The Snow that Refuses to Fall in Antalya…
Written and directed by Emre Aydoğdu, the film “Snow” is a class-conscious narrative of hopeless and rebellious youth.
Films centred on child protagonists have become a trend in Turkish cinema. Yet, in a country in which people under 30 account for half the population, few movies are made about young people.
We can list a few examples such as “The Exam” (2006) by Ömer Faruk Sorak, “Black Dogs Barking” (2010) by Mehmet Bahadır Er and Maryna Gorbach, “Nobody’s Home” (2013) by Deniz Akçay Katıksız, “The Blue Wave” (2014) by Zeynep Dadak, “Until I Lose My Breath” (2014) by Emine Emel Balcı, and Banu Sıvacı’s movie that has yet to begin showing in theatres, “The Pigeon”. There are comedies with young protagonists, such as the “Cool School” series, but these are not works that seriously confront the issues of young people’s lives, thoughts, and dreams.
“Snow”, however, which competed at the Sofia Film Festival before coming to theatres, presents a profile of today’s youth.
The film focuses on a group of young people who live on the brink of oblivion because they lack the resources to broaden their horizons and become interested, ambitious people.
It tells the story of a young woman living in a lower-middle-class neighbourhood in the Mediterranean city of Antalya, who succumbs to fits of rage, shoplifts at grocery stores, shamelessly begs at the park, drinks and does drugs and has yet to graduate from high school despite having passed the age of 18.
The focal point of the film is Müzeyyen (Hazar Ergüçlü), who has finally managed to become a high school senior at the age of 20. She idly spends her days with classmates Bekir (Doğaç Yıldız), Ebru (Nazlı Bulum), and Ferdane (Arsevi Özyurt), and her boyfriend and drug supplier Hazerhan (Halil Babür), and his friends Kadir (Erhan Sefacı) and Rahim.
They do drugs at Rahim’s house, Müzeyyen and Hazerhan have sex, and then everyone goes home. At school, we witness the group accosting and beating up a friend Fardane envies.
Müzeyyen struggles to control herself, as if she is releasing built-up anger. After nights out, we witness her pouring her energy into cleaning.
It is as if she is cleaning not her house, but herself. She is purifying herself by cleaning the windows and washing the dishes. As other details about her life are revealed little by little, the source of her purifying inclinations gradually becomes apparent as well.
At the very beginning of the movie, Müzeyyen’s brother Ali (Ozan Uygun), whom she had not previously known, shows up on her doorstep from the northern city of Bolu. After initially having her friends beat him up, over time Müzeyyen warms to this kid who is very different from her, who has grown up privileged and academically successful, who was able to buy an expensive camera and yet who is very defiant of his father.
Ali joins their nights out on the town, and skilfully becomes the gang’s favourite. We learn that Müzeyyen was born out of wedlock, out of an affair her married father had while visiting her mother on business trips.
Müzeyyen describes her mother (Fulya Aksular) to Ali as a “professional mistress”. Her mother is much more blunt in describing herself and her daughter, and though she initially seems just sit at home smoking cigarettes, keeping quiet and generally unlikeable, over the course of the movie her portrait becomes defined.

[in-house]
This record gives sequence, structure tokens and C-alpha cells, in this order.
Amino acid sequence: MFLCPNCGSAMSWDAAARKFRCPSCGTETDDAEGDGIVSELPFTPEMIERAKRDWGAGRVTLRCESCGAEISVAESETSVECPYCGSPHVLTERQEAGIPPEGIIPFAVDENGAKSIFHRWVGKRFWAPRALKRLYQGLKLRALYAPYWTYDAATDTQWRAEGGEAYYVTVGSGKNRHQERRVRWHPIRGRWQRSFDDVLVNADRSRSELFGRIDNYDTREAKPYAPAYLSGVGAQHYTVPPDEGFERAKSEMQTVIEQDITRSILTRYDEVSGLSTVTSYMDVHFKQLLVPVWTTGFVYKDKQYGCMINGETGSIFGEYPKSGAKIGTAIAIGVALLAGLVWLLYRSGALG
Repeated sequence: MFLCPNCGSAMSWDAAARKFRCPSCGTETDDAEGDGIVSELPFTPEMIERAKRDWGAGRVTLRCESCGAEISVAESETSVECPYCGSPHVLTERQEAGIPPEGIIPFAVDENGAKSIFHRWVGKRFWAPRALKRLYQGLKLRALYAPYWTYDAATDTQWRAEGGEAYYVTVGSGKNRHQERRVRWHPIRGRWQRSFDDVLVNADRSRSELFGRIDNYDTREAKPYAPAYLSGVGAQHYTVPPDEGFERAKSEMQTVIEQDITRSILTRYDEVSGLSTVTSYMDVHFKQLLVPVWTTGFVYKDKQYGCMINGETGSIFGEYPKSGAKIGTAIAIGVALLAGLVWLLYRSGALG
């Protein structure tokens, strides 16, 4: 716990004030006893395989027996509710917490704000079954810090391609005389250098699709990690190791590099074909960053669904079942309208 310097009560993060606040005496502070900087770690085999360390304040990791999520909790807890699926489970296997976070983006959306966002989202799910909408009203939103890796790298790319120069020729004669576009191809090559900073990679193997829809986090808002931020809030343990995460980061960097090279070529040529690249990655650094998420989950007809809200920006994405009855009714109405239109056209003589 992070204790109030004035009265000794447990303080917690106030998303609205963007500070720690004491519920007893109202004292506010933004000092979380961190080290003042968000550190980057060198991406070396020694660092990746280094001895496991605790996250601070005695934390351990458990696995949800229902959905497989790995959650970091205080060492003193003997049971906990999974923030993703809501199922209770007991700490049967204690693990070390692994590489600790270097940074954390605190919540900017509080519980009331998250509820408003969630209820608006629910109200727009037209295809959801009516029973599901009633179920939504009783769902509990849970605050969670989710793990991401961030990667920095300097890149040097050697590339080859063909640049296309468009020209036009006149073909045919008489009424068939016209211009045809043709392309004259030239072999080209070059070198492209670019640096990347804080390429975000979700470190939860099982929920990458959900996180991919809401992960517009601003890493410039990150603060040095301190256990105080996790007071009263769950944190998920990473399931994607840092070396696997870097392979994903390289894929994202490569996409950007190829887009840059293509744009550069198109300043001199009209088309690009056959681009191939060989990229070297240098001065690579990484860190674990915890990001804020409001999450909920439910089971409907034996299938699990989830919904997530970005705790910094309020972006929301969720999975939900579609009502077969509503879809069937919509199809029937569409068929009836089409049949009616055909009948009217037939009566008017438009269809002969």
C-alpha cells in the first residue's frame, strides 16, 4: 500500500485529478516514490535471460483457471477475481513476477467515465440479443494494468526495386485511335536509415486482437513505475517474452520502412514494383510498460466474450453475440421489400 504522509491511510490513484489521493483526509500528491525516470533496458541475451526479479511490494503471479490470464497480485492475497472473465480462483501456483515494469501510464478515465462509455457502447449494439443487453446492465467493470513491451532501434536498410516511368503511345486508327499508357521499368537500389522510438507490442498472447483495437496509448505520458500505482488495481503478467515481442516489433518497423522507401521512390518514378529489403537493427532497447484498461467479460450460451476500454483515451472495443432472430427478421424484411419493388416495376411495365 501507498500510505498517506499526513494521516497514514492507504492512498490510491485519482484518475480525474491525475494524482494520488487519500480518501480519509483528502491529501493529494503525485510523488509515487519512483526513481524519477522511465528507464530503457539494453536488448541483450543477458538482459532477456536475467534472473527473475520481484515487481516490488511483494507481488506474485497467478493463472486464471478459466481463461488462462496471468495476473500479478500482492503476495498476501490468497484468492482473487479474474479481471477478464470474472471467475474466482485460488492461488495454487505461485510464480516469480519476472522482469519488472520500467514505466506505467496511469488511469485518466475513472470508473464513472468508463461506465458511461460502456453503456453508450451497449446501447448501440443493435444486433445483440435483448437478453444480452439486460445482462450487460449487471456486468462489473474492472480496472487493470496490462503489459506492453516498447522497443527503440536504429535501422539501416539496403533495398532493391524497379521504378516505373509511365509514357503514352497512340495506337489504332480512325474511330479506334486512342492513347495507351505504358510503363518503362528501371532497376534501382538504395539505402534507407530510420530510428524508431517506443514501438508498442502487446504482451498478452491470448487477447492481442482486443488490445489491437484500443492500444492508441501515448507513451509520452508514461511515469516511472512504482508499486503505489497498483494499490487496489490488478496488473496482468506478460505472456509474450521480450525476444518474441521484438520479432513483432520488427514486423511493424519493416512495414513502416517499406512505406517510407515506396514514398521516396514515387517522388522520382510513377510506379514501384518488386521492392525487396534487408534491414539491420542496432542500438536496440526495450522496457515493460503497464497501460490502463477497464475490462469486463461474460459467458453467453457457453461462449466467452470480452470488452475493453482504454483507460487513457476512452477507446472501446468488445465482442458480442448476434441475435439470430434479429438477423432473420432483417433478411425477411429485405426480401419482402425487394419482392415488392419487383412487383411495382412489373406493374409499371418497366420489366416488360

Ali develops curiosity about his older sister and defies his father by coming to Antalya to visit her. After being accepted into the gang, he adapts to everything and begins using drugs with them.
On the other hand, he pushes Müzeyyen to take university entrance exams, and offers to bring her back to Bolu and tutor her himself. By insisting, “I am not my father,” he wins her trust. We learn that after Ali’s birth, their father Mehmet stopped visiting Müzeyyen and her mother and cut off monetary support.
We realise that Müzeyyen’s anger problems and drug use are self-destructive responses to the injustice she has suffered and the resentment she feels towards her absent parents.
All of the characters prefer this method of escaping their problems by forgetting about their unhappiness and hopeless futures. Just as they manage to strike a balance, and the audience witnesses what seems to be budding affection between the siblings, this unbounded drunkenness leads the siblings, as well as the audience, to experience a serious shock.
While he has crafted well-developed characters with Müzeyyen and Ali, Erdoğdu has resorted to tropes in the supporting roles. Absent mother, macho father, bubbly and good-humoured friend Bekir, his activist brother who scares everyone, Hazerhan and Kadir who have not amounted to anything in life, jaded principal, and so forth.
Despite the clichéd characters, all of the young actors give credible performances. Ergüçlü and Uygun draw on their fleshed out characters to deliver balanced performances as well.
We also cannot help but comment on the strange choice of Cypriot actress Ergüçlü in “Snow” for the award of the 2017 Adana Film Festival’s Most Promising Actress, considering the fact that her film debut was in 2011 with Derviş Zaim’s “Shadows and Face”, and that she has since starred in “Full of Hunger” (2012) and “Tight Dress” (2016), as well as many television series.
The screenplay highlights social norms, unequal opportunities, and an apolitical society. With the help of one of the greatest acting and directing talents of the next generation, Ayris Alptekin, Aydoğdu has produced a noteworthy debut. He set the tone of the film with an eponymous opening scene, moved the audience with the final scene, created a feeling generally reminiscent of Trainspotting, and has left us all wondering what will come next.